Saturday, August 18, 2018

sprinkler season

He would let the world do its will, and thereby accomplish the will of the Father, he would grant the world its will, thereby breaking the world's will; he would allow his own vessel to be shattered, thereby pouring himself out; by pouring out one single drop of the divine Heart's blood he would sweeten the immense and bitter ocean.—Balthasar

August is the month of sprinklers: of spinning water wheels circling brown lawns.

I sit in the lake, and troll around in the sand for rocksI was always on the hunt for pretty ones back in the days of six and seven, and here I am at twenty-six, floating rather aimlessly in the clear blue lake, on the hunt again for pebbly stubs of beauty.

I sit in an office and remember all the office-y things: wearing the right clothes, keeping up with TV shows and the headlines so there is something to talk about, filling co-workers in on weekend plans and events. So much of doing is embarked upon solely to be able to make conversation.

If all our activity is simply for the sake of community, what if, I wonder: all extraneous activity were suddenly dropped, shaved awaywhat would become of this community then? What would it look like as it lies naked. I feel a little naked right now.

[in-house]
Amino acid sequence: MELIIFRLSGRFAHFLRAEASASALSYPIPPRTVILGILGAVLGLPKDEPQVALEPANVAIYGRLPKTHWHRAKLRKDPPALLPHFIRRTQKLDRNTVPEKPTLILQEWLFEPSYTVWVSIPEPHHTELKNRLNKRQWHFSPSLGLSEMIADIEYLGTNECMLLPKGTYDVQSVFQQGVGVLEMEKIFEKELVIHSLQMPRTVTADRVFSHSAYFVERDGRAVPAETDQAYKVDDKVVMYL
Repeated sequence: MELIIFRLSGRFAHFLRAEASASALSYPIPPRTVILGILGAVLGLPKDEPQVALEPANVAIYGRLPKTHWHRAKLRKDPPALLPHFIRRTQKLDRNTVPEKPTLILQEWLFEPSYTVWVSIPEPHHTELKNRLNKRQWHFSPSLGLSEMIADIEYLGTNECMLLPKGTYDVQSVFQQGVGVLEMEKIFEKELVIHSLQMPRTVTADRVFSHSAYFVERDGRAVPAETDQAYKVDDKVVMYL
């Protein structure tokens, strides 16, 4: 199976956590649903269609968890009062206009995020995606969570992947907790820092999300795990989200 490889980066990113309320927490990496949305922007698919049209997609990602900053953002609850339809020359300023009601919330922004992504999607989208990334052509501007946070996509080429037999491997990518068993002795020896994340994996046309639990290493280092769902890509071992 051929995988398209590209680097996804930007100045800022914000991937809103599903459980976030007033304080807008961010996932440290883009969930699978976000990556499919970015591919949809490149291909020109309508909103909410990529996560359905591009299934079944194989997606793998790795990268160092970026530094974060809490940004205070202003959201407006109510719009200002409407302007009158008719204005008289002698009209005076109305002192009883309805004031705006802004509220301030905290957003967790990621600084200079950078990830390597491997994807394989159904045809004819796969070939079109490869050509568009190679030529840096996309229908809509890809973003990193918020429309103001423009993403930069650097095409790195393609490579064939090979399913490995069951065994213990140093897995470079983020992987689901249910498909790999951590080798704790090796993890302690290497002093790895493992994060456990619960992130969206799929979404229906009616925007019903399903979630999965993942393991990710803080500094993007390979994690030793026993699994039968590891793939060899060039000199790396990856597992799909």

I run with my dog in circles around the park where I once saw a snake. There are no snakes here, just one giant symphonic sunset on the crest of the hill. We watch it together, as he pants and rolls around in the cool grass.

I lie in the grass of the small neighborhood park, and I watch the martens dart darkly through the light blue sky. I watch the ants crawl over the purple mountain of my water bottle. I read a book on cotton. There is not much here that has changed.

For an oasis moment in the August desert, I lie in the grass, and I am happy just to be here. I have exhausted the summer exuberance for growth and green. I am wilting, a bit, in the heat. Each day, the task of finding meaning is a full-time job. I am spent.

This is good.

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